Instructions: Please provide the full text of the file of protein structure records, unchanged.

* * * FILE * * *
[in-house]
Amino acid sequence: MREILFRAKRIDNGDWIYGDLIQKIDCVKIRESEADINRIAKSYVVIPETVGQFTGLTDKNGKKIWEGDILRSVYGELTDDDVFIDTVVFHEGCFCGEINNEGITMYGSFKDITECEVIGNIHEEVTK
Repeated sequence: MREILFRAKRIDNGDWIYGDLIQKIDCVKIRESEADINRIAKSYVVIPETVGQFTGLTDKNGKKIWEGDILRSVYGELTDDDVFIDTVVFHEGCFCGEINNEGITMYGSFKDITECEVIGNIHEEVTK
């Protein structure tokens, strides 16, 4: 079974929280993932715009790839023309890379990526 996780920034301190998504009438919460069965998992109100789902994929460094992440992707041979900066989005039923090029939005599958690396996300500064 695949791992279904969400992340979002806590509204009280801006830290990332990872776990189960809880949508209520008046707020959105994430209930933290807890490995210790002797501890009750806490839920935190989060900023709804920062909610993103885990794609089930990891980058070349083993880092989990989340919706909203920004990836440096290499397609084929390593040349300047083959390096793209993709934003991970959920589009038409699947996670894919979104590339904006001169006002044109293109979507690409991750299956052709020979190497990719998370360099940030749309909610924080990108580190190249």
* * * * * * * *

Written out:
[in-house]
Amino acid sequence: MREILFRAKRIDNGDWIYGDLIQKIDCVKIRESEADINRIAKSYVVIPETVGQFTGLTDKNGKKIWEGDILRSVYGELTDDDVFIDTVVFHEGCFCGEINNEGITMYGSFKDITECEVIGNIHEEVTK
Repeated sequence: MREILFRAKRIDNGDWIYGDLIQKIDCVKIRESEADINRIAKSYVVIPETVGQFTGLTDKNGKKIWEGDILRSVYGELTDDDVFIDTVVFHEGCFCGEINNEGITMYGSFKDITECEVIGNIHEEVTK
């Protein structure tokens, strides 16, 4: 079974929280993932715009790839023309890379990526 996780920034301190998504009438919460069965998992109100789902994929460094992440992707041979900066989005039923090029939005599958690396996300500064 695949791992279904969400992340979002806590509204009280801006830290990332990872776990189960809880949508209520008046707020959105994430209930933290807890490995210790002797501890009750806490839920935190989060900023709804920062909610993103885990794609089930990891980058070349083993880092989990989340919706909203920004990836440096290499397609084929390593040349300047083959390096793209993709934003991970959920589009038409699947996670894919979104590339904006001169006002044109293109979507690409991750299956052709020979190497990719998370360099940030749309909610924080990108580190190249």